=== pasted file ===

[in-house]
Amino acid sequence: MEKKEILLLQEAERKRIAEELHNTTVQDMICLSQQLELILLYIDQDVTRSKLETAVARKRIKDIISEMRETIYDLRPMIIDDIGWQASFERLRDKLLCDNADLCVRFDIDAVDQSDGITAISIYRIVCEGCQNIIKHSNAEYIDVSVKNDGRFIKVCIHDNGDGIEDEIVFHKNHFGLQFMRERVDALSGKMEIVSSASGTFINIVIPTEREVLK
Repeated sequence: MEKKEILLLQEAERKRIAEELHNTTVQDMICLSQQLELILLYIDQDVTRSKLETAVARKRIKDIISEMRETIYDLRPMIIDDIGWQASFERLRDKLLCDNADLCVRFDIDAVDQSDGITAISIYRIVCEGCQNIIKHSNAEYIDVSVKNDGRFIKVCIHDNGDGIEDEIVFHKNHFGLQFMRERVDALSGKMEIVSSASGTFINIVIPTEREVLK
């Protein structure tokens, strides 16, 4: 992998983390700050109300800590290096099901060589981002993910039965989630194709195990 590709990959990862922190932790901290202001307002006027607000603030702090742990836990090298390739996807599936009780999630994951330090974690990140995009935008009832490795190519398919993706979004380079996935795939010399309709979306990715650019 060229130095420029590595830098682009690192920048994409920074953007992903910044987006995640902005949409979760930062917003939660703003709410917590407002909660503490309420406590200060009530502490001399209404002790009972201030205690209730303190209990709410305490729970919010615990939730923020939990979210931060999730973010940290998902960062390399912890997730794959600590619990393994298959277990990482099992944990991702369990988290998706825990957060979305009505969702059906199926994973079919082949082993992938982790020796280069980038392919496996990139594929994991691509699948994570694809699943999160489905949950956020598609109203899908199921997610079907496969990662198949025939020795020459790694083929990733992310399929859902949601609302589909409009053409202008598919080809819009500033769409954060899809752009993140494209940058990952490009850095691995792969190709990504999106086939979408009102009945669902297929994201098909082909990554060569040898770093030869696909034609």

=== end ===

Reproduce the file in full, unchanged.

[in-house]
Amino acid sequence: MEKKEILLLQEAERKRIAEELHNTTVQDMICLSQQLELILLYIDQDVTRSKLETAVARKRIKDIISEMRETIYDLRPMIIDDIGWQASFERLRDKLLCDNADLCVRFDIDAVDQSDGITAISIYRIVCEGCQNIIKHSNAEYIDVSVKNDGRFIKVCIHDNGDGIEDEIVFHKNHFGLQFMRERVDALSGKMEIVSSASGTFINIVIPTEREVLK
Repeated sequence: MEKKEILLLQEAERKRIAEELHNTTVQDMICLSQQLELILLYIDQDVTRSKLETAVARKRIKDIISEMRETIYDLRPMIIDDIGWQASFERLRDKLLCDNADLCVRFDIDAVDQSDGITAISIYRIVCEGCQNIIKHSNAEYIDVSVKNDGRFIKVCIHDNGDGIEDEIVFHKNHFGLQFMRERVDALSGKMEIVSSASGTFINIVIPTEREVLK
């Protein structure tokens, strides 16, 4: 992998983390700050109300800590290096099901060589981002993910039965989630194709195990 590709990959990862922190932790901290202001307002006027607000603030702090742990836990090298390739996807599936009780999630994951330090974690990140995009935008009832490795190519398919993706979004380079996935795939010399309709979306990715650019 060229130095420029590595830098682009690192920048994409920074953007992903910044987006995640902005949409979760930062917003939660703003709410917590407002909660503490309420406590200060009530502490001399209404002790009972201030205690209730303190209990709410305490729970919010615990939730923020939990979210931060999730973010940290998902960062390399912890997730794959600590619990393994298959277990990482099992944990991702369990988290998706825990957060979305009505969702059906199926994973079919082949082993992938982790020796280069980038392919496996990139594929994991691509699948994570694809699943999160489905949950956020598609109203899908199921997610079907496969990662198949025939020795020459790694083929990733992310399929859902949601609302589909409009053409202008598919080809819009500033769409954060899809752009993140494209940058990952490009850095691995792969190709990504999106086939979408009102009945669902297929994201098909082909990554060569040898770093030869696909034609």